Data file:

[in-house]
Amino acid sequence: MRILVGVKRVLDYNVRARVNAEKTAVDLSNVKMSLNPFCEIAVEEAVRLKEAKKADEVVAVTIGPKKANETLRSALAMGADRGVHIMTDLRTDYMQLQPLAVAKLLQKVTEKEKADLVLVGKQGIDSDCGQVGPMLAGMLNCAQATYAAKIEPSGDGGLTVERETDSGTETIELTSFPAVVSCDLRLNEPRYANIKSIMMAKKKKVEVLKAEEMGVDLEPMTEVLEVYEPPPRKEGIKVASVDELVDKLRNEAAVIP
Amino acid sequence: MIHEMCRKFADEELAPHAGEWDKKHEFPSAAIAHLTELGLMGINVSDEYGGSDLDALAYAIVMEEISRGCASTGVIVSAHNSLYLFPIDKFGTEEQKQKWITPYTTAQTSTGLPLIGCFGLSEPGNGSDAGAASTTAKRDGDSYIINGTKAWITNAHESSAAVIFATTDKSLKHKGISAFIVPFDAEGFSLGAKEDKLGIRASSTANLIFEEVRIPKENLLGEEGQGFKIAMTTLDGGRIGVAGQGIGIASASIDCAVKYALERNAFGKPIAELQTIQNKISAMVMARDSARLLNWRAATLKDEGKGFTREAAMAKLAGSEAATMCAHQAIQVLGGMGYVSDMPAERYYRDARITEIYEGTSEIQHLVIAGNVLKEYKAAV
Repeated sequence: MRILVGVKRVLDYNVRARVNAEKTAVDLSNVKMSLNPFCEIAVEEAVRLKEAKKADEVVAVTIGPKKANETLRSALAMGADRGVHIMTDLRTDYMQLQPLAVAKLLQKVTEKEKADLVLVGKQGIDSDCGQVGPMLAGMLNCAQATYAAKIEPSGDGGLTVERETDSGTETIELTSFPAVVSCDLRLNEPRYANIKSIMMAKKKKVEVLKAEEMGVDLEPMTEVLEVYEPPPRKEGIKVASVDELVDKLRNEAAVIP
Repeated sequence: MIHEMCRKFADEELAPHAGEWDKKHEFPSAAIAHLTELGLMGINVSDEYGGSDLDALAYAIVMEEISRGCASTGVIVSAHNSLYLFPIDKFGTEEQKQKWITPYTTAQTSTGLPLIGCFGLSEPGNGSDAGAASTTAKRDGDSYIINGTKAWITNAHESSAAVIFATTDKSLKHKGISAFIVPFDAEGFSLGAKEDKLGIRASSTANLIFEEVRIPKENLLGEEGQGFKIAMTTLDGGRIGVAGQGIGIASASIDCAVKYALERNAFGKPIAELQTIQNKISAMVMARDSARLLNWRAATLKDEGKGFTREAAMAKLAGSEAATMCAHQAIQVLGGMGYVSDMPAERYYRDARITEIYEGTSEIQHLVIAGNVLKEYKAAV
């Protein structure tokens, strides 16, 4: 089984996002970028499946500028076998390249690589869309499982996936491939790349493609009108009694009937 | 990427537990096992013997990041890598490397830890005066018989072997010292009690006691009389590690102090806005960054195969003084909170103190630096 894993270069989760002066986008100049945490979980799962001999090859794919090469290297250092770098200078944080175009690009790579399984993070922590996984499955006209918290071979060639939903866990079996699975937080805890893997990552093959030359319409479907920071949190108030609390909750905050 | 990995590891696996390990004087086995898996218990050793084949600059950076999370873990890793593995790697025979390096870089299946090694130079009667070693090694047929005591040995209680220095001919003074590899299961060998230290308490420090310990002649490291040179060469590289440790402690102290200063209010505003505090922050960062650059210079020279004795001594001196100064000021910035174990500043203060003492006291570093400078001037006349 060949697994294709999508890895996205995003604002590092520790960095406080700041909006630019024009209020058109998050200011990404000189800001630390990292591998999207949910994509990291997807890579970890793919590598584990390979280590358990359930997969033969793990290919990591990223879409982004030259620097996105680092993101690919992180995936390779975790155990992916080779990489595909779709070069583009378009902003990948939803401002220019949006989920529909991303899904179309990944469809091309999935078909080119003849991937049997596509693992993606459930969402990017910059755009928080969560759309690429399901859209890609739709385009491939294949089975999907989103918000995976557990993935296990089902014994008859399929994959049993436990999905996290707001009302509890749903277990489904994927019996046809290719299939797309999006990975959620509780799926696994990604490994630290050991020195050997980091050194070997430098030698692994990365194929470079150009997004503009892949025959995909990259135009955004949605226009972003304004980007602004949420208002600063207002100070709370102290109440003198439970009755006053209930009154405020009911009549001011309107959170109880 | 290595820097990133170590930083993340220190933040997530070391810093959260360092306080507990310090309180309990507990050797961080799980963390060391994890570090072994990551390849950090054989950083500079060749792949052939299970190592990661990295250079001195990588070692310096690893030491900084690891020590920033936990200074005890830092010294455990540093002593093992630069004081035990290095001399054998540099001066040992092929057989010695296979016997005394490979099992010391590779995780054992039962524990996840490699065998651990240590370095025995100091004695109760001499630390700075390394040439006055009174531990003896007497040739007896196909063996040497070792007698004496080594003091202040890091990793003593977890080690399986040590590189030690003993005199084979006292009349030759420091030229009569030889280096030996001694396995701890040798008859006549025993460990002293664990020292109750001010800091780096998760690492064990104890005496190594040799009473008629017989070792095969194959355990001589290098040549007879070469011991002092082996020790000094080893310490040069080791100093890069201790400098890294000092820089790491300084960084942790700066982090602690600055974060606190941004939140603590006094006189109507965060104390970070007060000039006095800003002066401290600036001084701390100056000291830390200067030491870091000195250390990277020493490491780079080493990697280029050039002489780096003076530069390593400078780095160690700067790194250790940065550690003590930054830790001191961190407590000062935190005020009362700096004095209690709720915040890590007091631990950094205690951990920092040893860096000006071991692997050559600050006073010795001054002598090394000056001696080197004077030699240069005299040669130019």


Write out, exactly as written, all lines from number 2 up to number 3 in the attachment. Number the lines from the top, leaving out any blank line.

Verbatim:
Amino acid sequence: MRILVGVKRVLDYNVRARVNAEKTAVDLSNVKMSLNPFCEIAVEEAVRLKEAKKADEVVAVTIGPKKANETLRSALAMGADRGVHIMTDLRTDYMQLQPLAVAKLLQKVTEKEKADLVLVGKQGIDSDCGQVGPMLAGMLNCAQATYAAKIEPSGDGGLTVERETDSGTETIELTSFPAVVSCDLRLNEPRYANIKSIMMAKKKKVEVLKAEEMGVDLEPMTEVLEVYEPPPRKEGIKVASVDELVDKLRNEAAVIP
Amino acid sequence: MIHEMCRKFADEELAPHAGEWDKKHEFPSAAIAHLTELGLMGINVSDEYGGSDLDALAYAIVMEEISRGCASTGVIVSAHNSLYLFPIDKFGTEEQKQKWITPYTTAQTSTGLPLIGCFGLSEPGNGSDAGAASTTAKRDGDSYIINGTKAWITNAHESSAAVIFATTDKSLKHKGISAFIVPFDAEGFSLGAKEDKLGIRASSTANLIFEEVRIPKENLLGEEGQGFKIAMTTLDGGRIGVAGQGIGIASASIDCAVKYALERNAFGKPIAELQTIQNKISAMVMARDSARLLNWRAATLKDEGKGFTREAAMAKLAGSEAATMCAHQAIQVLGGMGYVSDMPAERYYRDARITEIYEGTSEIQHLVIAGNVLKEYKAAV